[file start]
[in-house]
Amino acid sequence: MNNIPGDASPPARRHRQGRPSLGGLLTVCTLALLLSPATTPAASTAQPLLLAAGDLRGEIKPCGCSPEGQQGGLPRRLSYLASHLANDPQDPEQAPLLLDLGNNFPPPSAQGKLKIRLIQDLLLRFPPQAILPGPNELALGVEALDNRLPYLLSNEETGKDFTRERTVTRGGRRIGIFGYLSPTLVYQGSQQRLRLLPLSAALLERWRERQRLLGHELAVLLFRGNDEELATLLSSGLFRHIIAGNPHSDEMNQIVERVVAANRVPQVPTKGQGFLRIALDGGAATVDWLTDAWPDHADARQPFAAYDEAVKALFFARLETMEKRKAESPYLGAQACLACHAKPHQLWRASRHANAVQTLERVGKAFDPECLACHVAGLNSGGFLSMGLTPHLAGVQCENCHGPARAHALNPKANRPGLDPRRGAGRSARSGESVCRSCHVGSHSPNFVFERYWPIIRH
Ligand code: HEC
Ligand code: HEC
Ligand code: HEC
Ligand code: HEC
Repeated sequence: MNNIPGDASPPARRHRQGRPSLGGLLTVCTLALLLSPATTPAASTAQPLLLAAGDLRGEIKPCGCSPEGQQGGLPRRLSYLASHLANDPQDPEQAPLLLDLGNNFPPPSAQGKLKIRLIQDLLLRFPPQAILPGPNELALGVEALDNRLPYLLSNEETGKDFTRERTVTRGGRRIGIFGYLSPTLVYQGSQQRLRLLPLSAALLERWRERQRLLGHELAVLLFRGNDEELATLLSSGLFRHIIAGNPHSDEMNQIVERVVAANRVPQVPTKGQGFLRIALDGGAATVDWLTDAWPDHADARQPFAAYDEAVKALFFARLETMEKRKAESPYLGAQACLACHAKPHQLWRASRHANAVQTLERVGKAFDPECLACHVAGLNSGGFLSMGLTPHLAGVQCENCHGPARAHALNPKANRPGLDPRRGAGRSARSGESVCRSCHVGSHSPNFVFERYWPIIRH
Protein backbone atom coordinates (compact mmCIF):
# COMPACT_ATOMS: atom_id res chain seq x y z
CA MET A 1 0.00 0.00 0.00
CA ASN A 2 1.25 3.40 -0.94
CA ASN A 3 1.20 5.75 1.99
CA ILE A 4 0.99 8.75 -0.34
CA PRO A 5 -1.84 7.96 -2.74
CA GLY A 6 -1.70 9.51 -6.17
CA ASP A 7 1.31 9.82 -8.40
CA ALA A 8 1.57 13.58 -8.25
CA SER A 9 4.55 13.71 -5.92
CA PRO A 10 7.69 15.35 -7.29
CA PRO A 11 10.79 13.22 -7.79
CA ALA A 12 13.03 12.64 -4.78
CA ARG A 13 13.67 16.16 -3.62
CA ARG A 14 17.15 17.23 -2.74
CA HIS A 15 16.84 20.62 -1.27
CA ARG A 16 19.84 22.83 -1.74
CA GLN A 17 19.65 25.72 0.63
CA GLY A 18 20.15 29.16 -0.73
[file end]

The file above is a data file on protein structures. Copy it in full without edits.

[in-house]
Amino acid sequence: MNNIPGDASPPARRHRQGRPSLGGLLTVCTLALLLSPATTPAASTAQPLLLAAGDLRGEIKPCGCSPEGQQGGLPRRLSYLASHLANDPQDPEQAPLLLDLGNNFPPPSAQGKLKIRLIQDLLLRFPPQAILPGPNELALGVEALDNRLPYLLSNEETGKDFTRERTVTRGGRRIGIFGYLSPTLVYQGSQQRLRLLPLSAALLERWRERQRLLGHELAVLLFRGNDEELATLLSSGLFRHIIAGNPHSDEMNQIVERVVAANRVPQVPTKGQGFLRIALDGGAATVDWLTDAWPDHADARQPFAAYDEAVKALFFARLETMEKRKAESPYLGAQACLACHAKPHQLWRASRHANAVQTLERVGKAFDPECLACHVAGLNSGGFLSMGLTPHLAGVQCENCHGPARAHALNPKANRPGLDPRRGAGRSARSGESVCRSCHVGSHSPNFVFERYWPIIRH
Ligand code: HEC
Ligand code: HEC
Ligand code: HEC
Ligand code: HEC
Repeated sequence: MNNIPGDASPPARRHRQGRPSLGGLLTVCTLALLLSPATTPAASTAQPLLLAAGDLRGEIKPCGCSPEGQQGGLPRRLSYLASHLANDPQDPEQAPLLLDLGNNFPPPSAQGKLKIRLIQDLLLRFPPQAILPGPNELALGVEALDNRLPYLLSNEETGKDFTRERTVTRGGRRIGIFGYLSPTLVYQGSQQRLRLLPLSAALLERWRERQRLLGHELAVLLFRGNDEELATLLSSGLFRHIIAGNPHSDEMNQIVERVVAANRVPQVPTKGQGFLRIALDGGAATVDWLTDAWPDHADARQPFAAYDEAVKALFFARLETMEKRKAESPYLGAQACLACHAKPHQLWRASRHANAVQTLERVGKAFDPECLACHVAGLNSGGFLSMGLTPHLAGVQCENCHGPARAHALNPKANRPGLDPRRGAGRSARSGESVCRSCHVGSHSPNFVFERYWPIIRH
Protein backbone atom coordinates (compact mmCIF):
# COMPACT_ATOMS: atom_id res chain seq x y z
CA MET A 1 0.00 0.00 0.00
CA ASN A 2 1.25 3.40 -0.94
CA ASN A 3 1.20 5.75 1.99
CA ILE A 4 0.99 8.75 -0.34
CA PRO A 5 -1.84 7.96 -2.74
CA GLY A 6 -1.70 9.51 -6.17
CA ASP A 7 1.31 9.82 -8.40
CA ALA A 8 1.57 13.58 -8.25
CA SER A 9 4.55 13.71 -5.92
CA PRO A 10 7.69 15.35 -7.29
CA PRO A 11 10.79 13.22 -7.79
CA ALA A 12 13.03 12.64 -4.78
CA ARG A 13 13.67 16.16 -3.62
CA ARG A 14 17.15 17.23 -2.74
CA HIS A 15 16.84 20.62 -1.27
CA ARG A 16 19.84 22.83 -1.74
CA GLN A 17 19.65 25.72 0.63
CA GLY A 18 20.15 29.16 -0.73